pedigreed kitten

Questions to Ask 1. What are the characteristics of this breed? A knowledgeable breeder will be happy to discuss the breed’s characteristics and special requirements with you. Some breeds require more grooming than others. Some are more active or vocal. Others may be shy or aloof. Be sure you discuss not only the breed’s characteristics with the breeder, but also the personalities of individual kittens. Choose the right breed and kitten for your lifestyle and personal preferences.

2. Do you provide a written sales agreement that includes a health guarantee? A knowledgeable breeder sells a kitten only with a written contract that includes a health guarantee. It may be 72-hours or may be longer. Make sure you both understand the terms of this guarantee.

3. What diseases and conditions does your health guarantee cover? A knowledgeable breeder will vaccinate the kitten at least twice against panleukopenia, calicivirus, and rhinotracheitis. Be clear about who is responsible for conditions or other illnesses that might arise.

4. How are the kittens raised? A responsible breeder puts careful thought and much care into raising healthy, outgoing kittens, and will be happy to discuss their methods with you. 5. Can you provide references from people who have purchased kittens from you?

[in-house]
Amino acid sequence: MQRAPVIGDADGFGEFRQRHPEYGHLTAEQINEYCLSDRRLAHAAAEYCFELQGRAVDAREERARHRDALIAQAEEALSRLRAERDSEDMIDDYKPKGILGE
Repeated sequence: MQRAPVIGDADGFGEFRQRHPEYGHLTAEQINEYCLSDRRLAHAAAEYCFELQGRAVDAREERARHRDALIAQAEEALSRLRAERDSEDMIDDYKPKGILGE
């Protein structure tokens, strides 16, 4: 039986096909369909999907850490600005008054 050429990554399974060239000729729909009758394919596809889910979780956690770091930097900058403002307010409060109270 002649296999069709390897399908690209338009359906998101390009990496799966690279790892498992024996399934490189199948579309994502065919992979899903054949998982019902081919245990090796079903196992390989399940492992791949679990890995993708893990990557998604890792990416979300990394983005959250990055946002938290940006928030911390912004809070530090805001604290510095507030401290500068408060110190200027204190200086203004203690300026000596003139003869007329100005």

Why buy from a knowledgeable breeder? While no one can guarantee that your kitten will never have a medical problem, a knowledgeable breeder’s commitment to ethical/responsible breeding increases your chances of getting a healthy, welladjusted kitten. What about the cats in shelters? A knowledgeable breeder is acutely aware of the vast numbers of unwanted cats and kittens, and they breed for strict quality, temperament and good health, rather than quantity. Most pedigreed cat breeders are involved with their local shelterand rescues, providing donations, to making adoption space available at the local cat show. Please don’t feel you can offset the cost of the kitten by having “just one litter.” The cost involved witheven one litter can be many hundreds of dollars. How do I decide on a breed? Try to visit a cat show in your community. You can always find a calendar of shows being held, all over TICA’s world, by going to the TICA site (www.tica.org). While you are at the show, take the opportunity to talk to breeders of various breeds. Be sure to find out how much grooming each breed requires and whether the breed have any special needs or characteristics. Cat books, cat magazines, and the internet are other good sources of information. If you haven’t decided on a breed, or if the expense of a pedigreed kitten is beyond your current budget, please consider adopting a cat or kitten from a local shelter. There are many lovely and loving cats in need of good homes. Plus, if you would like to join the fun of showing a cat, TICA shows welcome non-pedigreed cats to compete along with our classes of pedigreed cats.